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re: the "why isn't the BBC making a proper documentary?" question. This is not Panorama, this is an independent production company that will be seeking to make their product as re-sellable (is that a word?) as possible so they are not interested in a real documentary, just some light entertainment in the vein of 'World's Mentalist Police Raids' that will end up on one of the freeview channels or dubbed for foreign consumption.

The BBC are just buying in some crap to sandwich between a docu-reality-drama-soap about bulimic teenage vampires and a re-run of a comedy panel show. It'll be watched by about 7 people, half of whom won't be old enough to drive and forgotten by the weekend.

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notfastenough [3665 posts] 4 years ago
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What time is the docu-reality-drama-soap about bulimic teenage vampires on?!  4

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Sadly Biggins [269 posts] 4 years ago
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After midnight on a small channel the BBC has a stake in  4

I'll get my coat....

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notfastenough [3665 posts] 4 years ago
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Oof!

Could have been worse - you might have said it was on BBC Von-hahaha!

(Sincere apologies to anyone with fond childhood memories of "The Count" in Sesame Street - that's his laugh above, not mine...)

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cidermart [488 posts] 4 years ago
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I love to count ha ha ha  19

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stealth [254 posts] 4 years ago
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 13 After a particularly fraut ride to work one morning, I was tempted to get in touch with the Beeb to do a show like this, tentatively called "A day in the life of an ordinary cyclist - the flip-side of Top Gear", but then I changed my mind as it won't be watched by anybody who cares or would modify their selfish, ignoant behaviour.

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stealth [254 posts] 4 years ago
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Apologies for the spelling in my last post. When is it going to be aired?

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Simon_MacMichael [2448 posts] 4 years ago
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stealth wrote:

Apologies for the spelling in my last post. When is it going to be aired?

No worries about spelling, we can all be a bit slapdash on that *cough*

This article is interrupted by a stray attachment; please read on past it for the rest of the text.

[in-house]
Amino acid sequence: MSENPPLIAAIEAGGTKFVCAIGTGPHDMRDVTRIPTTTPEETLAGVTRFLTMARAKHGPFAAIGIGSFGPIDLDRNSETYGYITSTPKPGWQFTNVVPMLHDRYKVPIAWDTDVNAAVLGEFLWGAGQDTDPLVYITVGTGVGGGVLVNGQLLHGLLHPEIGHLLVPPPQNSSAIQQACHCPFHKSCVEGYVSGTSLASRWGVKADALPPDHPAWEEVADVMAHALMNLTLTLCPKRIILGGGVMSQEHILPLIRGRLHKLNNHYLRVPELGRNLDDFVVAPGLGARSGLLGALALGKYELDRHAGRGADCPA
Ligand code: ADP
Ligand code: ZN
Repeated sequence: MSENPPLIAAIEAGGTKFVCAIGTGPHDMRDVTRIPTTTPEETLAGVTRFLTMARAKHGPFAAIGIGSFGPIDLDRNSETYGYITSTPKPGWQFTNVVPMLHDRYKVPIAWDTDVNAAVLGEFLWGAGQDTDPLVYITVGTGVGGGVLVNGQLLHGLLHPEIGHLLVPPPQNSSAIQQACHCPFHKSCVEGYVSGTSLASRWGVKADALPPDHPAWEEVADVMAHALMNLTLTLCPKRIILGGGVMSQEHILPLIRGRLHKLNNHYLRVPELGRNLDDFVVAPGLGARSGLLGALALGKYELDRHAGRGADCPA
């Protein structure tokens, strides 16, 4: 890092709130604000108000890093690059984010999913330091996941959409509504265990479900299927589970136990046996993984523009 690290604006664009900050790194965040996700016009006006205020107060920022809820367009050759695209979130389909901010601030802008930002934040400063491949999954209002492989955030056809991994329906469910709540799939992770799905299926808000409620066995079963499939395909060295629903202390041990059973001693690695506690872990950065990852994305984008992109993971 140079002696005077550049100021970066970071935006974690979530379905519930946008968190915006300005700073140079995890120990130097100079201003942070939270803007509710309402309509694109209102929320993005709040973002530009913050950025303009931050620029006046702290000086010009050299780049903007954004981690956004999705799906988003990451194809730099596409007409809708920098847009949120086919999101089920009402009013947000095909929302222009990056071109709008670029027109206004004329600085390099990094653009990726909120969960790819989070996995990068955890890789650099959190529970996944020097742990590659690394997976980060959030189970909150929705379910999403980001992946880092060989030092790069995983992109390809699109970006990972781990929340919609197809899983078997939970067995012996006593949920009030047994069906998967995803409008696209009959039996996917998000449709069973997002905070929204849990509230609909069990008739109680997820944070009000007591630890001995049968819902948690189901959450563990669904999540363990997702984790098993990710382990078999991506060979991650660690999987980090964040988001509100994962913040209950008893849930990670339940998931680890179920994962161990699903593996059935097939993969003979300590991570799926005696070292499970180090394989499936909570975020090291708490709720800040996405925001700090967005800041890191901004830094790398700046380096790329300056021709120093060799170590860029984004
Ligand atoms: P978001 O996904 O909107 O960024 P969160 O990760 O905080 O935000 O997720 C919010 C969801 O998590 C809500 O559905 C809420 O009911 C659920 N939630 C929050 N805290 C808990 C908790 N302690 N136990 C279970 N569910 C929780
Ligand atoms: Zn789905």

But if you use the edit button underneath, you can go in and make some 'ninja edits' without anyone noticing - appropriate, given your user name...

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Eyebrox [12 posts] 4 years ago
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Don't knock the programme until it has been aired - and then we can offer a measured, considered view. Friction between cyclists and motorists is a hot topic and we should welcome any initiative that lays out the issues in front of the general public. Years ago there was so few bikers about that the BBC would never have contemplated showing this kind of programme, especially on its main, biggest-audience channel. This is an opportunity to inform, educate and even change perceptions.

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Campag_10 [153 posts] 4 years ago
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I have to agree with Eyebrox. Cycling has been such a niche activity that BBC1 would never have been interested for most of the last 50 years.

There are pillocks riding bikes and driving cars. Regardless of the balance of the programme, it will inform and entertain. Many motorists will appreciate that most cyclists are also car drivers. They will also be more aware that their on-road bullying may be captured on video and used as evidence to prosecute them. These are significant factors that may counter what Colin Pooley's report called 'power asymmetry between road users'.

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didds [42 posts] 4 years ago
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all of the above - and more. Its typical 21st century bollix programming. Sensationalist, aimed at the lowest common denominator, wooing the floating couch potato (is that an oxymoron?) with their 20 second attention grab span as they dither over this, monster truck racing, coppers-in-fast-cars-part-7914, killer sharks and nasty nazis.